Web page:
Miles Okazaki


musical style: 

photograph of Miles Okazaki

Miles Okazaki was born in 1974 in Pullman, Washington. As the son of a painter and photographer, his first exposure to art was visual. He began teaching himself classical guitar and learning popular songs at the age of six, developing his technique and musical ear at an early age. At this same period of time, he moved to the Pacific Northwest, to the small waterfront town of Port Townsend. The natural beauty of this environment is still his primary inspiration.

As a teenager, his musical studies led to a fascination with numbers, and he entered Harvard University in 1993 to study Mathematics. By this time, he had already won many awards and notoriety as a local jazz guitar artist in the Northwest. He began writing music at this time, and moved to Boston the next fall.

During college years, Okazaki began developing the ideas of combining and blending a variety of disciplines which is the foundation of his musical and compositional style. He studied Mathematics, Literature and became drawn back to the Visual Arts, spending most of his last year in the photography and drawing studios at Harvard’s Carpenter Center. At the same time, Okazaki was spending summers in New Orleans, working on guitar technique and repertoire.

Moving to New York after college, he entered the graduate program at Manhattan School of Music. He began to gain local attention, playing in New York and taking first place at the Fish-Middleton Jazz Competition in Washington, D.C. During this time, he studied with Garry Dial, Manny Albam, and guitarist Rodney Jones.

Working with Jones after graduation, he learned how to arrange and prepare recording sessions, and fundamentals of the music business, working with artists such as Donald Harrison, Ernestine Anderson, Ruth Brown, Jimmy McGriff, and Lena Horne. He also began to pick up sideman work, with Regina Carter, Stanley Turrentine, Lenny Pickett, Allan Harris, and others. During this time, he pursued private study of many kinds of music, most notably Brazilian guitar technique and Classical Indian rhythmic theory. His close work and continuing work with drummer Dan Weiss led to a recording of traditional Tabla compositions, Tintal Drumset Solo, » which was a major influence on Okazaki’s rhythmic development. These studies informed his ever increasing body of compositions, which he performed around New York as a bandleader.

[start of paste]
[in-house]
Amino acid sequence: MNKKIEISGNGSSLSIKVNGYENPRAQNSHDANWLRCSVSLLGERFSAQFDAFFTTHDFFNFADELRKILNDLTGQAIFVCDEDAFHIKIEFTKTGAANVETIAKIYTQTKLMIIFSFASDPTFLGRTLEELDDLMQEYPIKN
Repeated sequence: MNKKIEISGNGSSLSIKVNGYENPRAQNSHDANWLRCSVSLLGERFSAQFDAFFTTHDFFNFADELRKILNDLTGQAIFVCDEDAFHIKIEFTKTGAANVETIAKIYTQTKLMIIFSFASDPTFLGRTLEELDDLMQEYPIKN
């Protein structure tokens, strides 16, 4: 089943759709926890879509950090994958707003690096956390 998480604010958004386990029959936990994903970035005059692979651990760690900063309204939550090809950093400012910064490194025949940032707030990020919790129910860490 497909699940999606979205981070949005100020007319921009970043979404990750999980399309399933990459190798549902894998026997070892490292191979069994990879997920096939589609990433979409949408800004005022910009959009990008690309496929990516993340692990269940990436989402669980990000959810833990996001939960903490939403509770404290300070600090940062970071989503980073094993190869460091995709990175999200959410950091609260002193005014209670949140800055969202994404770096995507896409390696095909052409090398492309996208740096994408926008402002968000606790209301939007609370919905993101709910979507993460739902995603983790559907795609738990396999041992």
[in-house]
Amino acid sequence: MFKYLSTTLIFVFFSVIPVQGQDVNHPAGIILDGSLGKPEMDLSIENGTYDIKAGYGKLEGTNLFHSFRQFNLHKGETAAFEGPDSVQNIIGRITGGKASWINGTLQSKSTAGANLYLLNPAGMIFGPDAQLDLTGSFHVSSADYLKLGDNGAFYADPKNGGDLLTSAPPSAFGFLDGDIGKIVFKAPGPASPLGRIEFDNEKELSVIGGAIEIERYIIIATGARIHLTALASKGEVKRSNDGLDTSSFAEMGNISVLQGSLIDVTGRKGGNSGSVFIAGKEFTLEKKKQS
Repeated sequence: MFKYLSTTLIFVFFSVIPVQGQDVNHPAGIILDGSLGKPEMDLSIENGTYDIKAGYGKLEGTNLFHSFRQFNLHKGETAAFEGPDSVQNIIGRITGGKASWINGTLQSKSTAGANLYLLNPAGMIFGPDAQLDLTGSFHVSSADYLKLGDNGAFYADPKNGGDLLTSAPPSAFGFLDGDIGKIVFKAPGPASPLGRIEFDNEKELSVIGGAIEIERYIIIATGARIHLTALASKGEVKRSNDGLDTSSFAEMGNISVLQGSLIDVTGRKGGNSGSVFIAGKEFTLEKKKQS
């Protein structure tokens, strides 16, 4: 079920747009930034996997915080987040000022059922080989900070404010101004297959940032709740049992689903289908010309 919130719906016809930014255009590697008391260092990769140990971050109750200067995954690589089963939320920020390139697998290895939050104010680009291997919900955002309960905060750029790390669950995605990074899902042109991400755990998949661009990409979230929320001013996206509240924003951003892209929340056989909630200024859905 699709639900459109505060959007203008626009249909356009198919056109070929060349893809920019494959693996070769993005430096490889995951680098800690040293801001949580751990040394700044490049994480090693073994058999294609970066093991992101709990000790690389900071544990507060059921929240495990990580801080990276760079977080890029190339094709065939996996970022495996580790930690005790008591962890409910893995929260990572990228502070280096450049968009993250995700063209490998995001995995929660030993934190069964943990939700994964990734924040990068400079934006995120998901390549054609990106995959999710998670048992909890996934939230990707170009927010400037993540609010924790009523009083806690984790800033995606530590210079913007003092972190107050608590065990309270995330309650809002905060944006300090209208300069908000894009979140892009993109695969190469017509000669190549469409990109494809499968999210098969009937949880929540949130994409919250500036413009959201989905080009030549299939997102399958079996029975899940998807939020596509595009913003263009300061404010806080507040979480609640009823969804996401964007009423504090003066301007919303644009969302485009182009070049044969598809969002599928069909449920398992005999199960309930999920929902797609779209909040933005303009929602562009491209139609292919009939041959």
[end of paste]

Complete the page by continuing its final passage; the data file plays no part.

In 2002, his daughter Izabella was born, and shortly afterward he began touring the world with jazz vocalist Jane Monheit. In 2005, he entered the Thelonious Monk International Jazz Competition and won 2nd place, with judges including Bill Frisell and Pat Martino. With the funds from this award, he collected his compositions together and recorded his debut album, Mirror, which was released in 2007 to critical acclaim. The writing on this record won Okazaki a prestigious « New Works » grant from Chamber Music America, a commission to produce a second volume of these works over the next year. These compositions will be presented in New York in September 2008. Read more about Miles Okazaki on User-contributed text is available under the Creative Commons By-SA License; additional terms may apply.

Gear used by Miles Okazaki

Miles Okazaki electric guitars

Miles Okazaki links